“Franchise owners in Nevada and around the country have told me about how franchise corporations painted rosy pictures of the money these businesses could make—and how they later found out that they’d sunk their life savings into unprofitable stores,” Cortez Masto said in a release.

When SBA-backed franchisees fail, it is the taxpayers who ultimately take the loss.  

Her office released a report on the matter last week, which detailed the business practices of 10 franchise brands, including restaurant chain Burgerim, Complete Nutrition and Dickey’s Barbecue Pit.

Rep. Steven Horsford (D-NV) met with Biden at the White House last week along with other leaders of the Congressional Black Caucus (CBC) to discuss civil rights, voting rights and criminal justice. Horsford currently is the CBC’s first vice-chair, the CBC’s number-two leadership spot. 

Horsford told MSNBC that they discussed the need to pass the George Floyd Justice in Policing Act. The House passed the bill last month and Democrats are negotiating with Sen. Tim Scott (D-SC), the only African-American Republican senator on a compromise bill.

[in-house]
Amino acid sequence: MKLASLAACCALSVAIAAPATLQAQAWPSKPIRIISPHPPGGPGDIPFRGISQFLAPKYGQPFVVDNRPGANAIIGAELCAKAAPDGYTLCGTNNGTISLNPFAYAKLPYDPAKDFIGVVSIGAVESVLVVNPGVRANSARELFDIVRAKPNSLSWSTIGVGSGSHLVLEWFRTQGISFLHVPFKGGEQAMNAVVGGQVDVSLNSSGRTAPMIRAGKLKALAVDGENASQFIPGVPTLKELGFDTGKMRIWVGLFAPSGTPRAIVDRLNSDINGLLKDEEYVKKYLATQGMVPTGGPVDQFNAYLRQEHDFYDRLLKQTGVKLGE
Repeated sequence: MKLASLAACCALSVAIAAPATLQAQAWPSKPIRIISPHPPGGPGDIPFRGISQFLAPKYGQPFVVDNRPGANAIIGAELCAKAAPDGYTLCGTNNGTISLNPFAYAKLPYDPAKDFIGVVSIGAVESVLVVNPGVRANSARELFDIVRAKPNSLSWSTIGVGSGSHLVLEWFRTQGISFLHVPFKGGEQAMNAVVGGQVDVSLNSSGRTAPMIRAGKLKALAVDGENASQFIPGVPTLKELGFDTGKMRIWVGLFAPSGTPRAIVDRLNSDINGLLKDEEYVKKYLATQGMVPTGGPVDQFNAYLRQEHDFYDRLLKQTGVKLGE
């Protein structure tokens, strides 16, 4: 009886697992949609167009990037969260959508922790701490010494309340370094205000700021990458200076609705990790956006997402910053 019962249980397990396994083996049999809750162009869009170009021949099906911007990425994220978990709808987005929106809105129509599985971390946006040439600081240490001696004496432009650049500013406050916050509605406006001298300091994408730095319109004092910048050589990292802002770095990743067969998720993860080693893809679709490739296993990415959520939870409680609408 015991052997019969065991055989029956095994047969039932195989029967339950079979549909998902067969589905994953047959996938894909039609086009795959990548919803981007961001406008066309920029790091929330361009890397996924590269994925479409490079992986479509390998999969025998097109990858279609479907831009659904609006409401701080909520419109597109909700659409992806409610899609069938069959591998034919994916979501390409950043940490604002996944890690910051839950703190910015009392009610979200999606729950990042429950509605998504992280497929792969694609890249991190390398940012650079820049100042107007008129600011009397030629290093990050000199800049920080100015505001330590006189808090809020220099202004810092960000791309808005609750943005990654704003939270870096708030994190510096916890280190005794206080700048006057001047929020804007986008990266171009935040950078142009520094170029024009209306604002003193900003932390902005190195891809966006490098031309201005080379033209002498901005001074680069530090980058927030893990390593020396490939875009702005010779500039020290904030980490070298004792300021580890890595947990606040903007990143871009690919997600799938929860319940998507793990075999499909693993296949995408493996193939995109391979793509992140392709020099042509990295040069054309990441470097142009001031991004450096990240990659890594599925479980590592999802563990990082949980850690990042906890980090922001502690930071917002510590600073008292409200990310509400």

Horford also lamented the recent shooting of Daunte Wright, a Minnesota man shot by police during a traffic stop last week.

“This is trauma that our families experience every single day,” Horsford said. 

The CBC also pressed Biden to name Shalanda Young as director of the Office of Management and Budget (OMB), according to The Washington Post. She currently serves as OMB deputy.

Horsford also serves as chair of the CBC First 100 Days Transition Task Force, which works with the Biden administration to place leaders of color in key positions within the federal service.

The CBC was told that Biden intends to name the first Black woman to the Supreme Court, should a seat become vacant, the Post reported. 

Rep. Susie Lee (D-NV) announced that Nevada would receive $360 million to help childcare providers operate safely and maintain their workforce during the pandemic. 

“With this funding, child care centers will have the resources they need to either stay open or reopen safely, and child care will be more affordable for Nevada families,” Lee said in a release.

The American Rescue Plan provided the funds. About $222.4 million came from the law's $24 billion child care stabilization fund. Those funds can be used to help child care providers reopen or stay open, provide safe learning environments, keep workers on payroll and provide mental health support for educators and children.